Why urban farming should flourish post pandemic
Dan Evans, senior research associate in physical geography, and Jess Davies, chair professor in sustainability at Lancaster University, have outlined why fruit and veg production in towns and cities must become a central theme going forward.
They reflect on the increase in interest in gardening since lockdown as shown by seed packets flying off shelves and allotment waiting lists swelling. They suggest that the fear of food shortages will have motivated some, but others with more time on their hands at home will have been tempted by the chance to relieve stress doing a wholesome family activity. They outline four reasons why food growing should become a perennial feature in our gardens, towns and cities after COVID-19:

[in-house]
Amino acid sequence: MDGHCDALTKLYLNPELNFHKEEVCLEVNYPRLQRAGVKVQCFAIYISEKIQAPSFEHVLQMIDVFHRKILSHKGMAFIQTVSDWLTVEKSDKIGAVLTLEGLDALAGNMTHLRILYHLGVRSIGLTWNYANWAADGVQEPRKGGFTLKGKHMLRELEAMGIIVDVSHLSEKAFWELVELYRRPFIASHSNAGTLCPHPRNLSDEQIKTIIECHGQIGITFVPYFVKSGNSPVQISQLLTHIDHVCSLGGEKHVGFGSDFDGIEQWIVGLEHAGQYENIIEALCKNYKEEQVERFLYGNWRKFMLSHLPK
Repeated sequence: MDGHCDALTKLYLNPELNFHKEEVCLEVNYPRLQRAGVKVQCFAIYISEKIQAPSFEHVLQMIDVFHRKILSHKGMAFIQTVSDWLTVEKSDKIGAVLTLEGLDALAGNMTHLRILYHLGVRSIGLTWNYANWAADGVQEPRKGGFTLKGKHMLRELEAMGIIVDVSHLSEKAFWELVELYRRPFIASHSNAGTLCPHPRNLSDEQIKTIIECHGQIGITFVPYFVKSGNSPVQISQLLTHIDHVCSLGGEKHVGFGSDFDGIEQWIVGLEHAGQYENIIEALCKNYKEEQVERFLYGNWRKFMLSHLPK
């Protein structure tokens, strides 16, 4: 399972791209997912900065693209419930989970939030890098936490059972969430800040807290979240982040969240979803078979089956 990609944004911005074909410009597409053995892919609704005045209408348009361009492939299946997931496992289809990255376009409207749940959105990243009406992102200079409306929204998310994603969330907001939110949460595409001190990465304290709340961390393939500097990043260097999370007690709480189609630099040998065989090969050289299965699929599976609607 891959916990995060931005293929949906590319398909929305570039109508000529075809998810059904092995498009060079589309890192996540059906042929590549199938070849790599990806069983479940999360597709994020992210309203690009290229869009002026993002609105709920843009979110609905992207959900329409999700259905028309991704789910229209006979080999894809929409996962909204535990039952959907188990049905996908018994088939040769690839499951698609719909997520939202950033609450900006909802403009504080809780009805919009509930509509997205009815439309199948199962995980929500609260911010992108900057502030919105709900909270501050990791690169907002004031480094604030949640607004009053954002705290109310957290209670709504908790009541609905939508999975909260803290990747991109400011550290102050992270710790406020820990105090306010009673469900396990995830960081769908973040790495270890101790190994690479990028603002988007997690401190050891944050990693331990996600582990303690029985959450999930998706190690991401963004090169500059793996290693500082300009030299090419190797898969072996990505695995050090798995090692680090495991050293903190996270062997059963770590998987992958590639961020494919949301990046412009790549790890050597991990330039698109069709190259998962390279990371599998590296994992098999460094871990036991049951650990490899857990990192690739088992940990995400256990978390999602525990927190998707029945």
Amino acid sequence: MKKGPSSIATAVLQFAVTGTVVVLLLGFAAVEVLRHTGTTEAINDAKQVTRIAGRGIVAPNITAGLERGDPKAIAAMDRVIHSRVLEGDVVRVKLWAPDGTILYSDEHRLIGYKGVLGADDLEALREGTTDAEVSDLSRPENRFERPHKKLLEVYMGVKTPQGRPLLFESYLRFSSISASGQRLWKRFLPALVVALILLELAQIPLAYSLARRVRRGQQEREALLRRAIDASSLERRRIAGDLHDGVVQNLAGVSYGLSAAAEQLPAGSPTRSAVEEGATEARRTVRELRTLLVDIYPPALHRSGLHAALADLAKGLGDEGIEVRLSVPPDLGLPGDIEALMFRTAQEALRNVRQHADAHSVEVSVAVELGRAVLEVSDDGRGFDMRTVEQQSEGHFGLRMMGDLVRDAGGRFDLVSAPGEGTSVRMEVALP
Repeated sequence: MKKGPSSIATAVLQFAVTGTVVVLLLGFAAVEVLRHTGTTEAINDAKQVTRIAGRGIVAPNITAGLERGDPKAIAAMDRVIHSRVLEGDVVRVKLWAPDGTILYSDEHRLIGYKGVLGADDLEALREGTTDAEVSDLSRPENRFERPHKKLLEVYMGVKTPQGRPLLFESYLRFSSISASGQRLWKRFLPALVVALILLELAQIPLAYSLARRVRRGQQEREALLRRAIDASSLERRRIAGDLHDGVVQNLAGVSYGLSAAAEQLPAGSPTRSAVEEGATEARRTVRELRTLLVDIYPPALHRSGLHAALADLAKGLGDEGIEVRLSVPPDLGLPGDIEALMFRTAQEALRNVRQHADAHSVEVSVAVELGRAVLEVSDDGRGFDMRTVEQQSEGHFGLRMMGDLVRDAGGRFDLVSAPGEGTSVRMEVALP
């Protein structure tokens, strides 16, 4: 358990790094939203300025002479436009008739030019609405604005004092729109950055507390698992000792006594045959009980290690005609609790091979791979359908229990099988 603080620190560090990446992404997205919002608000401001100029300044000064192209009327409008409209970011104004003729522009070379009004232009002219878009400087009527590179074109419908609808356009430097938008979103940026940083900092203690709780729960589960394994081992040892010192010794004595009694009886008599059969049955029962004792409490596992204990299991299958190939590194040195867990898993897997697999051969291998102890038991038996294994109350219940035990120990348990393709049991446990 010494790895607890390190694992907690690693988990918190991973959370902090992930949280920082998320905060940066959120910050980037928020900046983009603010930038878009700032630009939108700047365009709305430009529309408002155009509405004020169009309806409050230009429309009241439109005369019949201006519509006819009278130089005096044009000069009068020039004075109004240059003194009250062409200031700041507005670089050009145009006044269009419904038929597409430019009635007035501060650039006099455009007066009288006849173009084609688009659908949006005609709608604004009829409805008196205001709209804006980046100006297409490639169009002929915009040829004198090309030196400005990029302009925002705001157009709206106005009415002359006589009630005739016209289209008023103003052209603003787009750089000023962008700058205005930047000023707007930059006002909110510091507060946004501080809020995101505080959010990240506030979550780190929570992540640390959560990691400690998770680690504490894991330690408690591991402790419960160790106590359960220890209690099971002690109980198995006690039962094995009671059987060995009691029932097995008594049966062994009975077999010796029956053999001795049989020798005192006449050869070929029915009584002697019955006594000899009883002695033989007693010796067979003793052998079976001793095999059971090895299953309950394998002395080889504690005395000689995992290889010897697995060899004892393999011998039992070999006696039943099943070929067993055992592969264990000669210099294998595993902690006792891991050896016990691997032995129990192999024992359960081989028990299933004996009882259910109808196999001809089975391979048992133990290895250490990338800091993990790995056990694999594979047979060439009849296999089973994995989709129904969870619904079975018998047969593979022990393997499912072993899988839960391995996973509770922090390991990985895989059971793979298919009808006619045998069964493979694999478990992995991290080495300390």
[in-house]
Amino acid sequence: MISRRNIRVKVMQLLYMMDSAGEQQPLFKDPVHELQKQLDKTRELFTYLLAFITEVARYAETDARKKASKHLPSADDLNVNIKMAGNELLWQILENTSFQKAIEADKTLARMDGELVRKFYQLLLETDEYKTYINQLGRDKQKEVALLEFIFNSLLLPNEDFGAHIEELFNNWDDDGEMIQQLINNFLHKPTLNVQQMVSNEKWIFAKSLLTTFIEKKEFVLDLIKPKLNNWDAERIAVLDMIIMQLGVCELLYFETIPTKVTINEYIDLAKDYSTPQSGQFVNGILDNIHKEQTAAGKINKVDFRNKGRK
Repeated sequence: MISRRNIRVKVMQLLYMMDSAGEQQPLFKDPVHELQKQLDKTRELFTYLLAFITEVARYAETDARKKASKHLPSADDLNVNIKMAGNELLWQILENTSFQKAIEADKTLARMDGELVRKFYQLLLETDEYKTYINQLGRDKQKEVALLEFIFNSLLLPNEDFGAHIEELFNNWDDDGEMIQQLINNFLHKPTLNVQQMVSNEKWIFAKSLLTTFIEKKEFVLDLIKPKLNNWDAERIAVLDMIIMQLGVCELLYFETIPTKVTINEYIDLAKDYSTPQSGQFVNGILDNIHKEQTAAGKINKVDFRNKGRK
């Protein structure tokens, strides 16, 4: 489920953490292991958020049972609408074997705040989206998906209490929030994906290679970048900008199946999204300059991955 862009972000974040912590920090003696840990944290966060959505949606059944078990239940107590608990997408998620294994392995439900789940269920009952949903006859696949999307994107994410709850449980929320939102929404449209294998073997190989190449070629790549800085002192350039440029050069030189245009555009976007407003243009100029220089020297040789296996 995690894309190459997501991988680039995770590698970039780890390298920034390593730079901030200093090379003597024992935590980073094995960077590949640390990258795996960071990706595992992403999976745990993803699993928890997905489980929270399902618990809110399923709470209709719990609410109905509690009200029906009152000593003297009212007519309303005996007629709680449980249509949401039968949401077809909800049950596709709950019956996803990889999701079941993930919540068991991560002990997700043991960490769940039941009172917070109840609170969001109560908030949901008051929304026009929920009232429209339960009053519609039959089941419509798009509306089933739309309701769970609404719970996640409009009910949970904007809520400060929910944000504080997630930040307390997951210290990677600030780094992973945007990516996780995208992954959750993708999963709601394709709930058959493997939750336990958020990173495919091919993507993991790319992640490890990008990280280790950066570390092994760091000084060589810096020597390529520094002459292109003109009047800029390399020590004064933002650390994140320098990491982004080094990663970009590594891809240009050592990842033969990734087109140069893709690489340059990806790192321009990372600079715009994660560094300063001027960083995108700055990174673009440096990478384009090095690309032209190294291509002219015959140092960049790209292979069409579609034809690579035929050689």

- Growing greener towns and cities
- Resilient food supplies
- Healthier lives
- Healthier ecosystems
They say “All these reasons and more should compel us to scale up food production in towns in cities. COVID-19 has given us cause to re-evaluate how important local urban green spaces are to us, and what we want from our high streets, parks and pavements. Judging by the garden centre sales, allotment lists and social media, many people have decided they want more fruit and veggies in those spaces. The opportunity is there for urban planners and developers to consider what bringing farming to urban landscapes could offer.”
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